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Cast your mind back to 2006 when Delaware’s Spinto Band emerged out of the blue in a glorious burst of sugary exuberance and naggingly brilliant pop songs. Their breakthrough LP Nice and Nicely Done was a work of lo-fi genius swooping over the twee-loving audience, engaging both the feet and the heart. I was one of those people who loved the record an awful lot. Too much, maybe. Much like hugging a kitten, my overplaying squeezed the life and drained the joy from it and I began to find it grating: The cutesy harmonies, the twiddling mandolins and the kazoos, goddam the kazoos really were too much. So when Moonwink thudded onto my doormat via of the postman it was with some reservations with which I began to listen.
Over familiarity aside, much of the band's output is very similar. Three minute pop songs are definitely the order of the day with The Spinto Band. So do they deliver Nice and Nicely Done part two, or an entirely different beast? As Moonwink begins the fears are soon confirmed as jolly pop ditty after jolly pop ditty pour forth. So not much has changed audibly, however, the sheer sense of fun is still evident in spades and after numerous plays shows no sign of waning. It all kicks off with the stomping ‘Later On’ which boasts a military drum beat alongside Nick Krill's typically woozy vocals. ‘Vivian Don’t’ carries on in similarly confident style with complex vocal hooks overlapping and drawing attention closer. Lead single ‘Summer Grof’ meanwhile is the record's star with its hand-clapping heartbreak chic cloding the successful opening trio of tunes.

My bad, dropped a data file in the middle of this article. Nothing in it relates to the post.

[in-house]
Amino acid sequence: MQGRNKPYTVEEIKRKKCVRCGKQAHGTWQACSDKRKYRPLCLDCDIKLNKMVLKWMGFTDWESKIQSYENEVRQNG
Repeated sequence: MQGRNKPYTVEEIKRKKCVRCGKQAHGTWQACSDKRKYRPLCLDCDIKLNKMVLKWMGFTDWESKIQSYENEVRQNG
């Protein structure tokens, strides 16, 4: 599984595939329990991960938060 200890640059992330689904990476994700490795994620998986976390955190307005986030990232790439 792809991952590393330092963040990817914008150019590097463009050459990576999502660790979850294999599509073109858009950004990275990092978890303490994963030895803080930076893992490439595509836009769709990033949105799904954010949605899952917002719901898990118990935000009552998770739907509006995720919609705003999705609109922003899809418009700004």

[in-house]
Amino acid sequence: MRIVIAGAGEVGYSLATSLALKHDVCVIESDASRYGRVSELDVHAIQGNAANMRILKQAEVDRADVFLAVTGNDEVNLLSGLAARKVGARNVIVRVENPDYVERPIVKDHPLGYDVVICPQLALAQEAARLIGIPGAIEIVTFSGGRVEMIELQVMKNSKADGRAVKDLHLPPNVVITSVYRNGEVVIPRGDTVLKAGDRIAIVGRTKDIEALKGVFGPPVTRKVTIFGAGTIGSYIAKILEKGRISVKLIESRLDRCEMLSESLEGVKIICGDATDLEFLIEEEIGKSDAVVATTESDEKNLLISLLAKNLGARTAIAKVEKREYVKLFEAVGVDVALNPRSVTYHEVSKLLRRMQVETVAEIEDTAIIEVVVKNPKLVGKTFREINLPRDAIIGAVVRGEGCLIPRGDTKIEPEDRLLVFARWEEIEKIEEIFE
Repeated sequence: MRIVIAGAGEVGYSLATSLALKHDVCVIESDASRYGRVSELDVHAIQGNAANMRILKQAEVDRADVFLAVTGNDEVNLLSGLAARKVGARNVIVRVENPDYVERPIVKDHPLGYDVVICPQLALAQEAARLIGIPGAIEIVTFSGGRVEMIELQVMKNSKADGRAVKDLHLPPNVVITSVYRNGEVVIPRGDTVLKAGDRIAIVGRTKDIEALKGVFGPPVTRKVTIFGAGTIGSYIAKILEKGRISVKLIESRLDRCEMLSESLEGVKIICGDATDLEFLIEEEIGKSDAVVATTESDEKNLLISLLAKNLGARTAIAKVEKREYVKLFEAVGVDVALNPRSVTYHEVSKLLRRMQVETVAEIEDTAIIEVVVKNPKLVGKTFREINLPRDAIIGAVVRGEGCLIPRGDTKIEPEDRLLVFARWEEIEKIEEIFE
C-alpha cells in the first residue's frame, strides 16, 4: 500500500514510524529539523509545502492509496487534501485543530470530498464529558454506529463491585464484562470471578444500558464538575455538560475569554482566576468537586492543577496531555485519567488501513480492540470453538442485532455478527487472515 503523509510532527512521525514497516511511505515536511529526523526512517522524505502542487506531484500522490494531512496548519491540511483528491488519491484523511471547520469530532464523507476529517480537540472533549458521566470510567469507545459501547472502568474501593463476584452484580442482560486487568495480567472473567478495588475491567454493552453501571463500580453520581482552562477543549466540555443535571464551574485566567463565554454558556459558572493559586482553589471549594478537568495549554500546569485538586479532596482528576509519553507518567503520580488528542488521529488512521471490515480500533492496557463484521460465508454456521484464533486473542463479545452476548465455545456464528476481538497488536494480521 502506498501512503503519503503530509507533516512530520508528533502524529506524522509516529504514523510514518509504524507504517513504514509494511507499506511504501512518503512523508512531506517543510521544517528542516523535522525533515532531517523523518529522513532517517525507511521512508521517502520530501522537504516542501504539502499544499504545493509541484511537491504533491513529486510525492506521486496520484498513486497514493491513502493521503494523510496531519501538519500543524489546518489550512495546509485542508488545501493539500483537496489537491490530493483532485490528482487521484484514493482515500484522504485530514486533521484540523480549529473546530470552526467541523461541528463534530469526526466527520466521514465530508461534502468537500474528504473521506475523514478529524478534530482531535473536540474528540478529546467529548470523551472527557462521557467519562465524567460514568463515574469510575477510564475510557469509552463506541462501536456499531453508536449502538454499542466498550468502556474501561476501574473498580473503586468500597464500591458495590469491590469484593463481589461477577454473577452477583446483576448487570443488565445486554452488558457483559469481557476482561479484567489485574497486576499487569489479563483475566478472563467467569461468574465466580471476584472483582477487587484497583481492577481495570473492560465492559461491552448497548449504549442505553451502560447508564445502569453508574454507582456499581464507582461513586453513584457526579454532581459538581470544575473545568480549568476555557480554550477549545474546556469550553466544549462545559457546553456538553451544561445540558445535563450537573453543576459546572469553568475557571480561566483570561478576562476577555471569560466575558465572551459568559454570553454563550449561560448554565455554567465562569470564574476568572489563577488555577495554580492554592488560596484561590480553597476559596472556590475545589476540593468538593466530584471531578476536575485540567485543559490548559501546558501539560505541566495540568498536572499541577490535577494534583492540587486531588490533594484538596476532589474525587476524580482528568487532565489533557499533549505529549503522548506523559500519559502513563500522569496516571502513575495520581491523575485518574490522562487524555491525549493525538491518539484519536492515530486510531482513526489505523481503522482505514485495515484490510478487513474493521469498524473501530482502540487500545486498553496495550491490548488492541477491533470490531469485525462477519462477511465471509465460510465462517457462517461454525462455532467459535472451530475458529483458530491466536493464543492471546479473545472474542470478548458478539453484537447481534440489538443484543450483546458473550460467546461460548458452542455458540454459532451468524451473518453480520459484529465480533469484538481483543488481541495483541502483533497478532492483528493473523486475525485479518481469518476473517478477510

Marks, however, are lost for the band's lack of originality. Whilst it’s true that The Spinto Band sound like nobody else around right now it’s also true to say they sound exactly the same as they did three years ago (and indeed three minutes ago). The song structures, from the soft and deftly sung verses and screeched choruses to the unerring keyboard sound used on every song the album soon blends into an incoherent repetitive strain. It’s a bizarre contradiction but there is not a track to single out as being poor here and there are plenty that stand out as being strong individually but once they are surrounded by ten of their equals it begins to sound less like a cohesive album and more like a zombie film; numerous indecipherable monsters gurning for your attention.
Lacking Nice And Nicely Done's immediacy, whilst retaining the slightly grating quality was never going to be successful for The Spinto Band. Had this been a debut album perhaps it would have been better received, however, the shadow of the successful first album looms heavy here and may just have listeners reaching for the older material rather than the current.